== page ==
In The Purpose Driven Life, Day 3, Rick Warren begins by asking this question:
“What drives your life?”
In the discussion, Warren talks about “quiet desperation” and “aimless distraction.” All of us can probably describe what each of those means and be able to give examples of what they look like within our own lives.
Each of us also knows how these really mean that we’ve lost focus on what drives our lives. A truly frustrating state of mind, to be sure.
While we could look at this topic from a variety of angles, let’s focus on only one. In Warren’s words…
“You become effective by being selective.”
Taking on too much. Worrying. Being too busy. People pleasing. Mediocrity. Following feelings. Seeking acceptance from the world. Approval seeking. Making comparisons.
That’s my list. It’s what overwhelms me if I’m not selective. If I fail to focus and instead follow fads and feelings, I’m not at all effective. Instead, I’m depressed and frustrated, all because I’m not being selective.
Being selective means choosing best over good enough. It means pursuing expertise instead of being a generalist. Most important, for Christians being selective means letting God decide who, what, when, where, why and how.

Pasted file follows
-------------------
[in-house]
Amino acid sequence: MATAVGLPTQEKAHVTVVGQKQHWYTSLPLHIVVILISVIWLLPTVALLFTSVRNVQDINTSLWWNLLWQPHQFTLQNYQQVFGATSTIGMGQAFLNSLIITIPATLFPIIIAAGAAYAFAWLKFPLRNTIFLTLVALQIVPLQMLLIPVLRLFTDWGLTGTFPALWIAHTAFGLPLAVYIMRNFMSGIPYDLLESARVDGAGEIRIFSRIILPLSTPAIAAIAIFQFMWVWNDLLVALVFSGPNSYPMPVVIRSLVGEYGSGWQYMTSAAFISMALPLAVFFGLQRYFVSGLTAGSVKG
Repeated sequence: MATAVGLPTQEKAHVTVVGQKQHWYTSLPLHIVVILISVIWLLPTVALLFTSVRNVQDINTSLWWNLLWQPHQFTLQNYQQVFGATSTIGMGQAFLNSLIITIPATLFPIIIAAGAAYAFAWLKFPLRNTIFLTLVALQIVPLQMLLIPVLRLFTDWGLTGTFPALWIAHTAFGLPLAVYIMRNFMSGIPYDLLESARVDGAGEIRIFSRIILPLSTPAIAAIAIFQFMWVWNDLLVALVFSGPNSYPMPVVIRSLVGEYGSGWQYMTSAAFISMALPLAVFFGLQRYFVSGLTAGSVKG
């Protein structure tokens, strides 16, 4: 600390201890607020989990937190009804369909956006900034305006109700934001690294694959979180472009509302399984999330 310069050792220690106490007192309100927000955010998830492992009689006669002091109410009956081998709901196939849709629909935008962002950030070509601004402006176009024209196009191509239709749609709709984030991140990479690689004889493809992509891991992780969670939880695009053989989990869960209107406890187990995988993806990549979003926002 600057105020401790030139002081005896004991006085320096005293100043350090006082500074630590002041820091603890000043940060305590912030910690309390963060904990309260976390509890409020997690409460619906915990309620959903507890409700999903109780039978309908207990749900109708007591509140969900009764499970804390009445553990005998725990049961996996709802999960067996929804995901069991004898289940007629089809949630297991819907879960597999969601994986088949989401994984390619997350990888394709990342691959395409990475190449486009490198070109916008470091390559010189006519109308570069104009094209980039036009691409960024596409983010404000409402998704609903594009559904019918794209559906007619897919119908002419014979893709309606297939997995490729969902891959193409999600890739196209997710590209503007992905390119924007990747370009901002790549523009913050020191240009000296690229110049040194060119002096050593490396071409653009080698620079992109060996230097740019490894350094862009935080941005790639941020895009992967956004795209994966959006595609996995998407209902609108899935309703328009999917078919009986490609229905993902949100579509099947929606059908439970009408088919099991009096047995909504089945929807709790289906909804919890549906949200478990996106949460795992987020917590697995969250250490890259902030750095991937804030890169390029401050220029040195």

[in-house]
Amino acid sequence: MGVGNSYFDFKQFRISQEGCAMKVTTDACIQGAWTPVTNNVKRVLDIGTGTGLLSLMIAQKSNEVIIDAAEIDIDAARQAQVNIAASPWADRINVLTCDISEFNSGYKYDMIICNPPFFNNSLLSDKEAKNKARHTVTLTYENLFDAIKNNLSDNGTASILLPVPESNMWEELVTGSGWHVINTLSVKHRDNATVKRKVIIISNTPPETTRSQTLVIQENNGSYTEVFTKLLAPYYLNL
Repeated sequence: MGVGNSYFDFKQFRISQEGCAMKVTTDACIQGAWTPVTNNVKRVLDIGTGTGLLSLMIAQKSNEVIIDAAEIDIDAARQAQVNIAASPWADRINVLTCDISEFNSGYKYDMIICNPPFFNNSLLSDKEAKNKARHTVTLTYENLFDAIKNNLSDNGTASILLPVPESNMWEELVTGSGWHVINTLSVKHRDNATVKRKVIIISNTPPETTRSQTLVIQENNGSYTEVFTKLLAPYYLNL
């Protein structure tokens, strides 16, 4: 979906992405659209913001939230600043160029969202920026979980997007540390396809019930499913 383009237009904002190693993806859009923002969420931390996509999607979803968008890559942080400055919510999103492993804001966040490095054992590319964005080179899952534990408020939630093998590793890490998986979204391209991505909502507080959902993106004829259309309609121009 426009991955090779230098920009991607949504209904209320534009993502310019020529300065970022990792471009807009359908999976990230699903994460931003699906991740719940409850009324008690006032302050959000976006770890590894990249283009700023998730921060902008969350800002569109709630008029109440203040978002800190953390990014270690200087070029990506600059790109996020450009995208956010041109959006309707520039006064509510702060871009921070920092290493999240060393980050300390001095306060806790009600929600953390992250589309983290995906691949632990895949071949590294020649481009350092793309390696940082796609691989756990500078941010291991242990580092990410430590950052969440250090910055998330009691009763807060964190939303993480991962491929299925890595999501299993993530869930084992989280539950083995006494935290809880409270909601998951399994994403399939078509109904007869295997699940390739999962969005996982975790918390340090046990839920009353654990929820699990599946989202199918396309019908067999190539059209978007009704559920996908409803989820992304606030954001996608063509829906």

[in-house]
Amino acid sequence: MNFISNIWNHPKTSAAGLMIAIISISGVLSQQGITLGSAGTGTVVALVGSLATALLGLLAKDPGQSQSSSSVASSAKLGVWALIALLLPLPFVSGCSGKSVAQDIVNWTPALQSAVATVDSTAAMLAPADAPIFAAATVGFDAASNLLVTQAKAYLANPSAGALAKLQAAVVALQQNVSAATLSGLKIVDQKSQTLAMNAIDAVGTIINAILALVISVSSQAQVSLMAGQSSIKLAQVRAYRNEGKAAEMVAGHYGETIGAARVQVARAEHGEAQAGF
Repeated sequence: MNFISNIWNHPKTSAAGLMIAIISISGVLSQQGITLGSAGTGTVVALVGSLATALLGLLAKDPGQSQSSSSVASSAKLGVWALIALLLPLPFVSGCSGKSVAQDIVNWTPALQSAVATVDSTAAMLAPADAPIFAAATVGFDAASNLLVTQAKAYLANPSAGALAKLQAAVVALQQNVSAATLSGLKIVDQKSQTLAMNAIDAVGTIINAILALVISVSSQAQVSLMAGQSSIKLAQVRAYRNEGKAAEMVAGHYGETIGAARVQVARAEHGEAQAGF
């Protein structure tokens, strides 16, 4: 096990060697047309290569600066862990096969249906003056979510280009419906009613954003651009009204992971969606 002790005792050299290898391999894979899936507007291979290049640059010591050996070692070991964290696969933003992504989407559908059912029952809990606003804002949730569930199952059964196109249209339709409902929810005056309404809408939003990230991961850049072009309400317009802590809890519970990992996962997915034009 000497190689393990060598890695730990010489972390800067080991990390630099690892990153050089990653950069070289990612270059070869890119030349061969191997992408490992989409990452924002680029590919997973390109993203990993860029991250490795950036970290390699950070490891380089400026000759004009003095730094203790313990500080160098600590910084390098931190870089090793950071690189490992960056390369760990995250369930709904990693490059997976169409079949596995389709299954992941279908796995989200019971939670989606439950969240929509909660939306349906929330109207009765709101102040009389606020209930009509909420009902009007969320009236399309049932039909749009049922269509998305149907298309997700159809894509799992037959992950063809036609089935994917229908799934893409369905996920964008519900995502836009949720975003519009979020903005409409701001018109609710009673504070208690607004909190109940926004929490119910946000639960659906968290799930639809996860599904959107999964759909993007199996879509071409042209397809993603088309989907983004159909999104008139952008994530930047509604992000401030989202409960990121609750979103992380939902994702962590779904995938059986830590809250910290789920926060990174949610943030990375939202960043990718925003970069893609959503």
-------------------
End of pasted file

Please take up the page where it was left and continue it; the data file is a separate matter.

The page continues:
How does this happen?
God’s word to Joshua when he was likely feeling overwhelmed be being thrust into leadership and given an overwhelming task to accomplish gives us the instruction we need.
“Keep the law always on your lips. Meditate on it day and night, careful to do everything it says. Then you will be prosperous and successful.” (Joshua 1:8)
For the Christian, then, being selective means:
- Knowing God’s Word fully.
- Studying God’s Word continually.
- Obeying God’s Word completely.
- Leaving the results up to God.
Being selective involves walking a God-directed path. We can only know the steps to take, though, if we know God’s directions. Only then will we be effective in truly eternal ways.